Sassy GPS unit recalculates for the last time

Re-calculating route? No, you’re done.

Mary Wilson’s sassy GPS unit recalculated it’s final route this Thanksgiving. “I left for my mom’s house yesterday and took my trusty GPS nav unit with me. I haven’t actually used it in probably three years, but I wanted to give it a good send-off.”

After successfully making the trip from North Carolina to her hometown of Fishers, Indiana, Mary solemnly unplugged the old Garmin and stashed it away, this time probably for good.

“I’ve kept it around mainly for sentimental reasons,” says Mary. “My late father gave it to me for Christmas in 2007 and for at least two years after I used it almost everywhere I went. It was especially useful since I was new in town for grad school and didn’t know my way around.”

So what changed? “Like everyone else, I got a smart phone,” Mary said. “It became pretty redundant by like 2010. I sort of felt sorry for it. Then my dad passed away and if I didn’t use it on road trips I’d actually feel guilty.”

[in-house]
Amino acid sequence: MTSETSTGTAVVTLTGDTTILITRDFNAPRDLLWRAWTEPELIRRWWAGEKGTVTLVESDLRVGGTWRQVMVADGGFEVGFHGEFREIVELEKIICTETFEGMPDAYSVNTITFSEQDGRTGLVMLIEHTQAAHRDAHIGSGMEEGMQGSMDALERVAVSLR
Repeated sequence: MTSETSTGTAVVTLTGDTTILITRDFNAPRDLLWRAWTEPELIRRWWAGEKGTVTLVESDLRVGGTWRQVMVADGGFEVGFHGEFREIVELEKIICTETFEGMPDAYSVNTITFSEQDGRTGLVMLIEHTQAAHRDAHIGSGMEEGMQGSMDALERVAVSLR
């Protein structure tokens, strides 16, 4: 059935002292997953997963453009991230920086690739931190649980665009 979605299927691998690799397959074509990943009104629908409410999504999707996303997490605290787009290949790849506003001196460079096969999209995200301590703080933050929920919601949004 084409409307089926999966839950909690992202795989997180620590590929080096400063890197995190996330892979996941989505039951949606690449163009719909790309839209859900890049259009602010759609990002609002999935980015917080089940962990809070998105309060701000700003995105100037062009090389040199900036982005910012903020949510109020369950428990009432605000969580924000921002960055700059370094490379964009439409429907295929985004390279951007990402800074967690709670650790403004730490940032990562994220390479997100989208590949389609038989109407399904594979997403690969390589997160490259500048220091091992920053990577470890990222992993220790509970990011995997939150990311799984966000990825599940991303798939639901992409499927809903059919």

“But even that only lasted a couple years”, says Mary, “it’s just such a pain to set it all up just to take it down again. Plus, I swear the sassy lady that does the navigation voice was always annoyed with me. I’d take like one wrong turn and she’d practically bite my head off.”

To everyone’s surprise here, Garmin is still pumping out car-based GPS units, but they represent an increasingly limited portion of their total sales, with recreational units on the rise. Source: Statista.

It’s easy to forget just how popular GPS units were for a brief time. They were everywhere, and if you didn’t have one awkwardly stuck somewhere to your dashboard or front windshield you were practically an outcast. Just ten years ago a GPS unit for your car was among the most sought-after holiday gifts — today they’re almost laughable technological dinosaurs.

“I like the fact that there’s a lot more choices now — I have a nav app on my phone that’s much more friendly. I love my dad, and I really appreciated my GPS for a time, but I’m also quite happy not to have to listen to it berate my every move. That I can live without.”

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